Andrew, the Herald editor, said the ministry was trying to suppress the Bahasa Malaysia section of the newspaper. He pointed out that the word for God in the Bible in the Malay language is Allah, and said it was thus natural that that word be used.
"Surely we all know that no one can change the words of the Koran, likewise no editor can change the words of the [Bahasa Malaysia Bible]," he argued.
Andrew said many Bahasa Malaysia-speakers read the Herald, and by forcing the paper to stop publishing that section, the government was "curtailing the rights of Christian citizens who want to practice their faith -- to know more of the faith activities or be informed of faith events that are going to take place."
"This amounts to interfering in the internal activities of a religious group and ... contradicts the constitution," he said.
Andrew said the newspaper had been encouraged by the considerable "intellectual support" it has received from quarters including Aliran and the Bar Council, a body of legal practitioners in Malaysia.
This isn't the first time the use of the word Allah by non-Muslims has caused contention in Malaysia.
In 2003, the issue prompted a government decision to ban a Bible published in the tongue of a small indigenous ethnic group. The ban was later reversed after protests.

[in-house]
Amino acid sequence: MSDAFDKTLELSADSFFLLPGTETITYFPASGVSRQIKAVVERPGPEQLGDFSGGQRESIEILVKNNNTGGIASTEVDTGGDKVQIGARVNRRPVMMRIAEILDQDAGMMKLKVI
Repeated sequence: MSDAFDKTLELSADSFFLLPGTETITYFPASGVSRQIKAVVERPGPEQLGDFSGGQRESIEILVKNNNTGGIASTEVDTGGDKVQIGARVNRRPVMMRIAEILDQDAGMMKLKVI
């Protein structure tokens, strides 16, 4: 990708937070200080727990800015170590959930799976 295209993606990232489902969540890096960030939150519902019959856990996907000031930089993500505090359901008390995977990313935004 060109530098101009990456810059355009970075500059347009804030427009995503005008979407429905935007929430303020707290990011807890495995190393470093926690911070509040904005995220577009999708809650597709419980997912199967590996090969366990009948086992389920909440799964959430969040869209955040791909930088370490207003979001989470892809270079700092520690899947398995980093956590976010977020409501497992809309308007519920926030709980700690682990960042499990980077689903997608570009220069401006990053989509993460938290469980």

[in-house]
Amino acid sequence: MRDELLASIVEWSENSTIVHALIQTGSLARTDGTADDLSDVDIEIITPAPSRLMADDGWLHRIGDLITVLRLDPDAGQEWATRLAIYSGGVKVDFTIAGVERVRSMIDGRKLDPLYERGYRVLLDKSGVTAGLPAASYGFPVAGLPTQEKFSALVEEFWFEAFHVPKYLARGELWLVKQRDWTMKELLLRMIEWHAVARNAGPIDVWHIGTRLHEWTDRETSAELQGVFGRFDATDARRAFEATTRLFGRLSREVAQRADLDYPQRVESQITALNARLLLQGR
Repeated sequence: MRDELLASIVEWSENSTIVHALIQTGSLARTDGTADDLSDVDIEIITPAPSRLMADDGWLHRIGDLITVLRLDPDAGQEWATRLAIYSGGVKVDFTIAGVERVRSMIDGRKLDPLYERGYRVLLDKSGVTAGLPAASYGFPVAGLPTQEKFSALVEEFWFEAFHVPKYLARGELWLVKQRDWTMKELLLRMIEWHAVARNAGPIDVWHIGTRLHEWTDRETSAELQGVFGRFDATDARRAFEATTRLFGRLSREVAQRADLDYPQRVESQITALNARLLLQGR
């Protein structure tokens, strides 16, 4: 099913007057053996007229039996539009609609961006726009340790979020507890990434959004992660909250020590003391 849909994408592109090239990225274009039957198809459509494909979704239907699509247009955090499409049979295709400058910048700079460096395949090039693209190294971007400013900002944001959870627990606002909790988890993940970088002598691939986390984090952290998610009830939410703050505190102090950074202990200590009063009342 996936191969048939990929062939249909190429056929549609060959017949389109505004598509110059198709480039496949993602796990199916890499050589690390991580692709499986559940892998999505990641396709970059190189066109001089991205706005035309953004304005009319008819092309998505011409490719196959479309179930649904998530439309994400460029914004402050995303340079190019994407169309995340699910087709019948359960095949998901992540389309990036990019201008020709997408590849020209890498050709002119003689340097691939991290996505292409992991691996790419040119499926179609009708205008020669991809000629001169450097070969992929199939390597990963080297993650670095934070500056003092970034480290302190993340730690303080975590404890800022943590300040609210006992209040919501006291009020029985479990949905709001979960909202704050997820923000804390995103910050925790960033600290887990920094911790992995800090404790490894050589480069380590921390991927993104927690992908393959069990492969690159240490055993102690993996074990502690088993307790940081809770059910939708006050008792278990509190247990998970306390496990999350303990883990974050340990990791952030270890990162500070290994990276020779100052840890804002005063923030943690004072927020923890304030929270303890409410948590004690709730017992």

In another recent sign of cracks along ethnic and religious lines in Malaysia, tens of thousands of ethnic Indian Hindus took to the streets in November to protest what they say are discriminatory policies that favor ethnic Malays at the expense of minorities. Among other things, the Hindus complained about the destruction of temples which officials say are illegal.
Police used teargas and water cannon to disperse the demonstration, prompting the U.S. Commission on International Religious Freedom, a statutory body that advises the administration and Congress, to call on the government to protect the religious and other rights of Hindus and other non-Muslims in Malaysia.
"The rights of one religious group should not trump the most basic of all individual human rights, the right to follow one's own conscience," said commission chairman Michael Cromartie.
Abdullah, the prime minister, accused some Hindu activists of stirring up racial conflict.
Malaysian Indian non-governmental organizations last week asked the government to set up a department to deal with non-Muslim affairs, including the demolition of temples, and problems arising from conversions. But the government ruled out the idea.
"It is difficult to set up such a dedicated department as the other religions don't fall under the official religion category," the official Bernama news agency quoted Deputy Prime Minister Najib Abdul Razak as saying.
Malaysia does have an Islamic Affairs ministry.
Malaysia is a major trading partner of the U.S., and officials from the two countries are currently negotiating a free-trade agreement.
It is also a leading member of the Organization of the Islamic Conference and Non-Aligned Movement, and takes an active role on behalf of developing countries at the United Nations.